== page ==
The bestselling author of "Maharanis" recreates the lives of six remarkable women who, in a time of violent revolution, leapt at the chance to exercise their considerable charm, intelligence and acumen to make their mark on history. At the heart of Paris's intellectual movement, Germaine de Stael was a figure like no other. Passionate, fiercely intelligent and equally obsessed by love affairs as she was by politics, she helped write the 1791 Constitution at the salon in which she entertained the thinkers of the age. Her fellow salonniere, Mme Roland, was a bourgeois housewife who became a fervent and influential revolutionary, until Robespierre sent her, still defiant, to the guillotine. At the other end of the social scale, her working class counterparts patrolled the streets of Paris with pistols in their belts. Theroigne de Mericourt was an ill-treated mistress when she fell in love with revolutionary ideals. Denied a political role because of her sex, she nevertheless campaigned tirelessly until a mob beating left her broken in both mind and body.
The mob in question was made up of members of the Society of Revolutionary Republican Women, whose founder, Pauline Leon, agitated for women's rights and sought to push the Revolution to ever greater extremes. The glamorous merveilleuses, whose glamour, beauty, and propensity for revealing outfits propelled them to the top of post-revolutionary society. Exuberant, decadent Theresia Tallien reportedly helped engineer Robespierre's downfall - in so doing, she and her fellow 'sans chemises' ushered in a new world that combined sexual licence with the amorality of the new Republic. Her only rival was Juliette Recamier, whose elegance made her salons the most sought-after in Paris. Writing with vigour and sympathy, Lucy Moore reanimates the lives of six remarkable women from these very different segments of French Society. Through their lives, loves and failures, the wider history of the Revolution receives a compassionate retelling that illuminates, not only the brief, hopeful period in which equality seemed within reach, but also the ways in which it failed.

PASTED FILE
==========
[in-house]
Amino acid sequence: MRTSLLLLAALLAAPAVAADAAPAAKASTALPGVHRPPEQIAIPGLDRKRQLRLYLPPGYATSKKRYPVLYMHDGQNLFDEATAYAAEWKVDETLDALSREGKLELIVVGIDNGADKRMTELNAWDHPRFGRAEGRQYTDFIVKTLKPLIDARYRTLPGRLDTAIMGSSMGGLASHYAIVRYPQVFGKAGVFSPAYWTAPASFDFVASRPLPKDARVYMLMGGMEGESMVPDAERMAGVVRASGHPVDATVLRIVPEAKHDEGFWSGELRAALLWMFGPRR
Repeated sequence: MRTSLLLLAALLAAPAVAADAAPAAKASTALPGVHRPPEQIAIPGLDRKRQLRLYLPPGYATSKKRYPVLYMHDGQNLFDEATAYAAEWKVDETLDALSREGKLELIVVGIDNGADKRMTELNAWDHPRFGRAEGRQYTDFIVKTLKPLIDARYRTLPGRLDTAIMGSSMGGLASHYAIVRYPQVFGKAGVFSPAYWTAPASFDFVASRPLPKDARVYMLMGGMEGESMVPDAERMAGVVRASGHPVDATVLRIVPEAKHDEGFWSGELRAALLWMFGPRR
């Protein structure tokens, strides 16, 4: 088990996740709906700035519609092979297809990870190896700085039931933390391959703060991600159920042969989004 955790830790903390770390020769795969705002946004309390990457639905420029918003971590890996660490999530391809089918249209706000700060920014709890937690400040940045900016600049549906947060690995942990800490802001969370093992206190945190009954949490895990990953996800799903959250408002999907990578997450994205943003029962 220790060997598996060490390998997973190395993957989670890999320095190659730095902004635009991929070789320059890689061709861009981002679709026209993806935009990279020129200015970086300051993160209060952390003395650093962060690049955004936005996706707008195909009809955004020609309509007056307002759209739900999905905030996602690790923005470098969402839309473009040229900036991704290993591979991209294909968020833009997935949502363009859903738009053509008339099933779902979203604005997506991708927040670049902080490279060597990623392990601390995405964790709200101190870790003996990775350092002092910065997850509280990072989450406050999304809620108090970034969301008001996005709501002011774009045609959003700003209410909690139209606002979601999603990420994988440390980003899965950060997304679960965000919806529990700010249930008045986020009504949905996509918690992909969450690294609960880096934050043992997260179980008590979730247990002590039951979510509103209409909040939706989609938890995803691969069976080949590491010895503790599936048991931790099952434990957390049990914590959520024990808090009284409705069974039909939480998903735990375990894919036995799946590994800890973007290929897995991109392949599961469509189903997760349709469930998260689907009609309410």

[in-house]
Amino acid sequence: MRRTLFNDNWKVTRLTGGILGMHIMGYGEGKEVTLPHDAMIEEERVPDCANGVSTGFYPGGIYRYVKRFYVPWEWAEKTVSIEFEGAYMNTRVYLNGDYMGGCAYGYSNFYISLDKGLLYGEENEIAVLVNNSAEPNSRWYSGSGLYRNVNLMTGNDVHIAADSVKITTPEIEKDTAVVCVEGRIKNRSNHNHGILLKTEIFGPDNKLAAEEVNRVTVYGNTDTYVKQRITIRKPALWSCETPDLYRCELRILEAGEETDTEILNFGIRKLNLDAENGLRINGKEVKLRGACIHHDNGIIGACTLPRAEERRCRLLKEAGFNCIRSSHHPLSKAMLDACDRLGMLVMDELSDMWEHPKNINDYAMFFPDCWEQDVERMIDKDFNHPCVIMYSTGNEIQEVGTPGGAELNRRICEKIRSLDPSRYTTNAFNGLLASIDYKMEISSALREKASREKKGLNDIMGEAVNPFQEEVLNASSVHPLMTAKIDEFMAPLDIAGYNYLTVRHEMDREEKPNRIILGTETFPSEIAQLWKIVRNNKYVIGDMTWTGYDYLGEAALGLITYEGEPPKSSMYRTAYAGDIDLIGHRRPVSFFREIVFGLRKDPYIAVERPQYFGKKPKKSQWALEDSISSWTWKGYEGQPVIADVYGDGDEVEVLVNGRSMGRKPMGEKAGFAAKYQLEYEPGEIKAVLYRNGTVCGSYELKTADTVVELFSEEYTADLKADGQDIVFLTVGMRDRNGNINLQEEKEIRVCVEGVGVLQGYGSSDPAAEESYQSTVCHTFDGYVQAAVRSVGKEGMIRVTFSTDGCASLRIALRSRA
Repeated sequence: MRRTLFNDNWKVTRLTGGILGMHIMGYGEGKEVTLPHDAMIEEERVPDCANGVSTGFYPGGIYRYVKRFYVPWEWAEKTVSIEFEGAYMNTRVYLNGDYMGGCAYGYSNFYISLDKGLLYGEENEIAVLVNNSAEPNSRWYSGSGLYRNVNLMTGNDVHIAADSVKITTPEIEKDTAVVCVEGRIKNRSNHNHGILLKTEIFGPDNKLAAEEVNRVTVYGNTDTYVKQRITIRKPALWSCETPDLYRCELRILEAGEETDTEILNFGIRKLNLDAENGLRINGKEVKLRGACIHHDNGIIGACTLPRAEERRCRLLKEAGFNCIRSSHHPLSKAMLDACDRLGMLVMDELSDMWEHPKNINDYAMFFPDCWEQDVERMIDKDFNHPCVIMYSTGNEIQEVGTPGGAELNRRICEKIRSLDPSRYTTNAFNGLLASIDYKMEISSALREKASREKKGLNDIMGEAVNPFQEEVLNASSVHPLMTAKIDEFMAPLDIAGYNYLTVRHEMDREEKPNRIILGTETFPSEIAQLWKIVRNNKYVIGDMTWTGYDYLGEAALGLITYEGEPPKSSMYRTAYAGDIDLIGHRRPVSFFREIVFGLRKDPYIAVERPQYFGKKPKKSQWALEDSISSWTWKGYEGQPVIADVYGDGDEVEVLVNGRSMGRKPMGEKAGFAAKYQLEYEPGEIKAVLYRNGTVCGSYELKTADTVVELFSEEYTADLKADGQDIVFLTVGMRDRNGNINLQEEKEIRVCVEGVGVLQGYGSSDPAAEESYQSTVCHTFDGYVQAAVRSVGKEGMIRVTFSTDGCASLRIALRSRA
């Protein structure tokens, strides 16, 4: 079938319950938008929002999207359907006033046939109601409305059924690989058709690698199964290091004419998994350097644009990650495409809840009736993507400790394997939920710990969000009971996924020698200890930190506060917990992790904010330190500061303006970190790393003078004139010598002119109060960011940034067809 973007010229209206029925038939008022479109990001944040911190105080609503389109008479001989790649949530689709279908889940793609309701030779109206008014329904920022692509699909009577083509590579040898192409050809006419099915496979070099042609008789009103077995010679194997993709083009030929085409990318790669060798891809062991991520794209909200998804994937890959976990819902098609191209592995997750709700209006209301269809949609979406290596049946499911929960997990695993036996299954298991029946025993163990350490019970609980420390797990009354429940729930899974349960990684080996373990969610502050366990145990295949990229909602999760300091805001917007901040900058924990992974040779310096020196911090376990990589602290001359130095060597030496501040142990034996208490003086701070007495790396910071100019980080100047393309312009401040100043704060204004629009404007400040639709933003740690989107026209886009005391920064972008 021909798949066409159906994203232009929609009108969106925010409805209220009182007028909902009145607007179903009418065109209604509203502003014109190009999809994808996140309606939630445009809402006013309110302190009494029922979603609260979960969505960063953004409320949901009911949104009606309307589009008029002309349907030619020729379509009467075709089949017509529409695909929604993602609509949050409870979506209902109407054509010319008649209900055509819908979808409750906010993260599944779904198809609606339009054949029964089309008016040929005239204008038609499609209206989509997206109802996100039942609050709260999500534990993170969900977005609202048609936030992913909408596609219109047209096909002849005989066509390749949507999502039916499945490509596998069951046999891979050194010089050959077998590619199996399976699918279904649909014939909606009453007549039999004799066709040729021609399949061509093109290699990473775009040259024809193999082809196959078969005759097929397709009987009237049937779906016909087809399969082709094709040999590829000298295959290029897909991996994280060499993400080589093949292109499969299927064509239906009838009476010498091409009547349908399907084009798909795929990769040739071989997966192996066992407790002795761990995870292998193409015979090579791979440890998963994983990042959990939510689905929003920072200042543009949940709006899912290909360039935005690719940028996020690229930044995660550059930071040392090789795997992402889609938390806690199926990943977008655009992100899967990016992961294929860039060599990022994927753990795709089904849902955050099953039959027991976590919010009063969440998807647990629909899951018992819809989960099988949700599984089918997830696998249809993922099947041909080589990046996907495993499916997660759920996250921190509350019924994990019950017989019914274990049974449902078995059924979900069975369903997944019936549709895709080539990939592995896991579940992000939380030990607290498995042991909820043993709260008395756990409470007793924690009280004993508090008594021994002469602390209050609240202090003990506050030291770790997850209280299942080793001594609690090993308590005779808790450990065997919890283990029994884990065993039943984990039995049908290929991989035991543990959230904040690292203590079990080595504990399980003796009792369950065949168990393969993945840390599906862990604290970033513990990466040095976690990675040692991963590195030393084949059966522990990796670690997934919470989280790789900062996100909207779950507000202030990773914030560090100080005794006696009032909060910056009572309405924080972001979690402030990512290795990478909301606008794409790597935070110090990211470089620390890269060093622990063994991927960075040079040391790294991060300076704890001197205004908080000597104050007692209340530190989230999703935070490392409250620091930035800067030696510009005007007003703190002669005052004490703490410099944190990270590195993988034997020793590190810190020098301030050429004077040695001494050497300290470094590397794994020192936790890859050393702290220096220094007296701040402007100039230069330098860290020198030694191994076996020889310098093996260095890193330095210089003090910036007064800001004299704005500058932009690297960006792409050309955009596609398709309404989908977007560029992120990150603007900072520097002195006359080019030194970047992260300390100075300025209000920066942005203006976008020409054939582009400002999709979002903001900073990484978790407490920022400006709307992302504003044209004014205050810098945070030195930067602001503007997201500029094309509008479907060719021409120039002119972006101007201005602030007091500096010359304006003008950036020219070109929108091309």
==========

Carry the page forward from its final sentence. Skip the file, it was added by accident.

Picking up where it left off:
Lucy Moore was born in 1970 and educated in Britain and the US before reading history at Edinburgh University. She is the author and editor of many books, including the critically acclaimed and bestselling 'Maharanis,' which was the top selling non-fiction title in WHSmith on paperback publication in 2005. Lucy is a regular book reviewer for the Observer and the Sunday Times and was voted one of the 'top twenty young writers in Britain' by the Independent on Sunday and listed in the Writers' section of The New Statesman's 'Best of Young British' issue. She lives in London.